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Thomas’ play going to waste in Stanley Cup finals
So far, they’re just getting away with their meager offensive output because Luongo has been sharp at the biggest moments. Luongo was pulled from Game 4 after giving up 12 goals in just over four periods, but the veteran Olympic gold medal-winner’s shutout in Game 5 proved he has a knack for big games, no matter what his critical fans in Vancouver might think.
“It wasn’t time to put your head down,” Luongo said. “Best of 2-out-of-3, and that’s the way I looked at it. We’ve got a great opportunity here coming Monday night.”
Henrik Sedin, last season’s MVP and NHL points leader, hasn’t scored in the finals, while his brother, Daniel _ this season’s scoring champ and favorite for MVP _ has one goal and one assist. Ryan Kesler, the second-line center who was arguably Vancouver’s best player in the Western Conference playoff race, has just one assist, clearly struggling with an injury that was apparently exacerbated by a hit from Boston defenseman Johnny Boychuk in Game 2.
“It’s going to be tight, but if we play the right way, we have a chance,” said Daniel Sedin, who hasn’t scored since Game 2. “We can’t play the way we did in the last two games in Boston. That has to end.”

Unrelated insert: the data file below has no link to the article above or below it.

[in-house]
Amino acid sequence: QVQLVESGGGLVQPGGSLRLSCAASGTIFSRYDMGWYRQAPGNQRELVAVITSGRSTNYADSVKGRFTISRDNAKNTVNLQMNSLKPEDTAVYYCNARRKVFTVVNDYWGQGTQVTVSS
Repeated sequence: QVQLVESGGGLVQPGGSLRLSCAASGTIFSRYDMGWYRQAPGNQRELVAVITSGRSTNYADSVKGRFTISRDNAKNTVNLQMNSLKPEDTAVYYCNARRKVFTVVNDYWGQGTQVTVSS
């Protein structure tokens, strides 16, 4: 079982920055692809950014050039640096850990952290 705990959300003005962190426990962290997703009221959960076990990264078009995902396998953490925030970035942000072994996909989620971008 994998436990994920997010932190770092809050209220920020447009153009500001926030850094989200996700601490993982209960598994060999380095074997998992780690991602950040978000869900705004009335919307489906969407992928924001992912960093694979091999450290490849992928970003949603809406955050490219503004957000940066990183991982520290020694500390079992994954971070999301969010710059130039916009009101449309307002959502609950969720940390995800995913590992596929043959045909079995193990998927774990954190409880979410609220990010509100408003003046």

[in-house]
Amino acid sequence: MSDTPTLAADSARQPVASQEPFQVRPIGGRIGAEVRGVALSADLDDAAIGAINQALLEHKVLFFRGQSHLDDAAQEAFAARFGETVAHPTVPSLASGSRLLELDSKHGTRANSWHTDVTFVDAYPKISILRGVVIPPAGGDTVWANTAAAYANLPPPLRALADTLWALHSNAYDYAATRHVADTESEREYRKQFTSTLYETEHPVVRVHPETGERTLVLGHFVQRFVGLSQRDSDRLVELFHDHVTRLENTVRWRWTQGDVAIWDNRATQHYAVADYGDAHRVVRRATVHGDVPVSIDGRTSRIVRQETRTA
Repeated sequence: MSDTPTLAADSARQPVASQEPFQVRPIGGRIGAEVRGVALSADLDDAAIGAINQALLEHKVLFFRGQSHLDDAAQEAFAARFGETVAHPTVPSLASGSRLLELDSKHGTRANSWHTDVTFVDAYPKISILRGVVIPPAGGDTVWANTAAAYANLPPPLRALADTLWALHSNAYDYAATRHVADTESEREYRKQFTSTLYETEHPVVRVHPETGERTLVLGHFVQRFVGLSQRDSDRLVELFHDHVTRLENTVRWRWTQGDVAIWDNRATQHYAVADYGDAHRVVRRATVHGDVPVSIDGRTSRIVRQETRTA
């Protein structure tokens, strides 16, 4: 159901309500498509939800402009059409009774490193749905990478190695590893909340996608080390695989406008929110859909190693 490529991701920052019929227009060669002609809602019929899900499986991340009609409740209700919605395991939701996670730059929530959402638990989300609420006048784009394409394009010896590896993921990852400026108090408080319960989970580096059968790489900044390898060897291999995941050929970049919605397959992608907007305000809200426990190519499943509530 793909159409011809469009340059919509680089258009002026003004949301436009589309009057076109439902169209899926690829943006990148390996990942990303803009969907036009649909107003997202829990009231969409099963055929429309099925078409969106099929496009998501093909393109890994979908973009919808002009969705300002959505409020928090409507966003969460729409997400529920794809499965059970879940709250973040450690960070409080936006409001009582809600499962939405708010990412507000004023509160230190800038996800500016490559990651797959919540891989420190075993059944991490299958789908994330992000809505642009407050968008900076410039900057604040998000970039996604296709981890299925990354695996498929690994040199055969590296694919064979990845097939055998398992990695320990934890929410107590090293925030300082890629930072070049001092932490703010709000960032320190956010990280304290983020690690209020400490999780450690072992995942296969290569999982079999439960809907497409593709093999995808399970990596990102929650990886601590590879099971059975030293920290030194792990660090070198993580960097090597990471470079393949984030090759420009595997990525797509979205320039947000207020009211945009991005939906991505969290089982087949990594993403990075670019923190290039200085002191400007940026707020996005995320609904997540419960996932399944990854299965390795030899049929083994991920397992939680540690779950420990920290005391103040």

The Bruins realize they’re in a tight spot, but they’ve been in multiple jams already in the postseason, which started with two home losses to Montreal. Boston has won Game 7 twice already, beating the Canadiens and Tampa Bay _ but both of those were at home.
“We’ve been through this, I don’t know how many times, so it’s not something that’s new to us,” Boston coach Claude Julien said. “We’ve had to regroup all year. I don’t think we’re a team that’s done anything the easy way, so in certain ways, it’s not a surprising that we’re here in this situation where we’ve got to bring our team back home and create a Game 7.”
By John R. Bolton
The president fiddles at his domestic altar while the world burns
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